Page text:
Overview

An OKD route exposes a service at a host name, like www.example.com, so that external clients can reach it by name.

DNS resolution for a host name is handled separately from routing; your administrator may have configured a cloud domain that will always correctly resolve to the OKD router, or if using an unrelated host name you may need to modify its DNS records independently to resolve to the router.

Creating Routes

You can create unsecured and secured routes using the web console or the CLI.

Using the web console, you can navigate to the Routes page, found under the Applications section of the navigation.

Click Create Route to define and create a route in your project:

Creating a Route Using the Web Console
Figure 1. Creating a Route Using the Web Console

Using the CLI, the following example creates an unsecured route:

$ oc expose svc/frontend --hostname=www.example.com

The new route inherits the name from the service unless you specify one using the --name option.

YAML Definition of the Unsecured Route Created Above
apiVersion: v1
kind: Route
metadata:
  name: frontend
spec:
  host: www.example.com
  path: "/test" (1)
  to:
    kind: Service
    name: frontend
1 For path-based routing, specify a path component that can be compared against a URL.

For information on configuring routes using the CLI, see Route Types.

Unsecured routes are the default configuration, and are therefore the simplest to set up. However, secured routes offer security for connections to remain private. To create a secured HTTPS route encrypted with a key and certificate (PEM-format files which you must generate and sign separately), you can use the create route command and optionally provide certificates and a key.

TLS is the replacement of SSL for HTTPS and other encrypted protocols.

$ oc create route edge --service=frontend \
    --cert=${MASTER_CONFIG_DIR}/ca.crt \
    --key=${MASTER_CONFIG_DIR}/ca.key \
    --ca-cert=${MASTER_CONFIG_DIR}/ca.crt \
    --hostname=www.example.com
YAML Definition of the Secured Route Created Above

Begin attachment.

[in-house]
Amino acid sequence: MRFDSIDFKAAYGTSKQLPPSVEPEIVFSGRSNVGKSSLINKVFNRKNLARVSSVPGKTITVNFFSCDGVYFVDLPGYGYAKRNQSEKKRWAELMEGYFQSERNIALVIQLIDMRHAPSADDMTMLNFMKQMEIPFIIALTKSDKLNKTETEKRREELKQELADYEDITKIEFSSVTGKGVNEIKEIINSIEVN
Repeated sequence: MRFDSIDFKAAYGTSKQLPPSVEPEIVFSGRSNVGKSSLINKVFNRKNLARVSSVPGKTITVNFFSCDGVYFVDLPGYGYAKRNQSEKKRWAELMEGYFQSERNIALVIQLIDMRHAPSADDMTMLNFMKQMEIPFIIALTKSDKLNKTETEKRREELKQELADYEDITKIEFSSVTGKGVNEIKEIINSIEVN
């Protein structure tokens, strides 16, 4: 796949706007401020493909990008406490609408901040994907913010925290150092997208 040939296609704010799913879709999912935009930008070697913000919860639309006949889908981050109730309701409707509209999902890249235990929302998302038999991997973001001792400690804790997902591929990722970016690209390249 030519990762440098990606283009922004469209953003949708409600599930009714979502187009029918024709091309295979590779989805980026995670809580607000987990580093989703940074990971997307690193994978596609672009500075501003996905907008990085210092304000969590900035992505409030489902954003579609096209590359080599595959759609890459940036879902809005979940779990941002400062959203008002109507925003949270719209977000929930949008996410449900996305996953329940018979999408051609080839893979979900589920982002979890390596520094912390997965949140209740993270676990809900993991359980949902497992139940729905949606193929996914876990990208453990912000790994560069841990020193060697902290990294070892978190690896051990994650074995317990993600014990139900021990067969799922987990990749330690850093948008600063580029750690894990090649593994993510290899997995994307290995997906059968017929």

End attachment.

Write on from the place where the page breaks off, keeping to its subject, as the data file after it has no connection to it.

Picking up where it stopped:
apiVersion: v1
kind: Route
metadata:
  name: frontend
spec:
  host: www.example.com
  to:
    kind: Service
    name: frontend
  tls:
    termination: edge
    key: |-
      -----BEGIN PRIVATE KEY-----
      [...]
      -----END PRIVATE KEY-----
    certificate: |-
      -----BEGIN CERTIFICATE-----
      [...]
      -----END CERTIFICATE-----
    caCertificate: |-
      -----BEGIN CERTIFICATE-----
      [...]
      -----END CERTIFICATE-----

Currently, password protected key files are not supported. HAProxy prompts for a password upon starting and does not have a way to automate this process. To remove a passphrase from a keyfile, you can run:

# openssl rsa -in <passwordProtectedKey.key> -out <new.key>

You can create a secured route without specifying a key and certificate, in which case the router’s default certificate will be used for TLS termination.

TLS termination in OKD relies on SNI for serving custom certificates. Any non-SNI traffic received on port 443 is handled with TLS termination and a default certificate, which may not match the requested host name, resulting in validation errors.

Further information on all types of TLS termination as well as path-based routing are available in the Architecture section.

Allowing Route Endpoints to Control Cookie Names

OKD provides sticky sessions, which enables stateful application traffic by ensuring all traffic hits the same endpoint. However, if the endpoint pod terminates, whether through restart, scaling, or a change in configuration, this statefulness can disappear.

OKD can use cookies to configure session persistence. The router selects an endpoint to handle any user requests, and creates a cookie for the session. The cookie is passed back in the response to the request and the user sends the cookie back with the next request in the session. The cookie tells the router which endpoint is handling the session, ensuring that client requests use the cookie so that they are routed to the same pod.

You can set a cookie name to overwrite the default, auto-generated one for the route. This allows the application receiving route traffic to know the cookie name. By deleting the cookie it can force the next request to re-choose an endpoint. So, if a server was overloaded it tries to remove the requests from the client and redistribute them.

  1. Annotate the route with the desired cookie name:

    $ oc annotate route <route_name> router.openshift.io/<cookie_name>="-<cookie_annotation>"

    For example, to annotate the cookie name of my_cookie to the my_route with the annotation of my_cookie_anno:

    $ oc annotate route my_route router.openshift.io/my_cookie="-my_cookie_anno"
  2. Save the cookie, and access the route:

    $ curl $my_route -k -c /tmp/my_cookie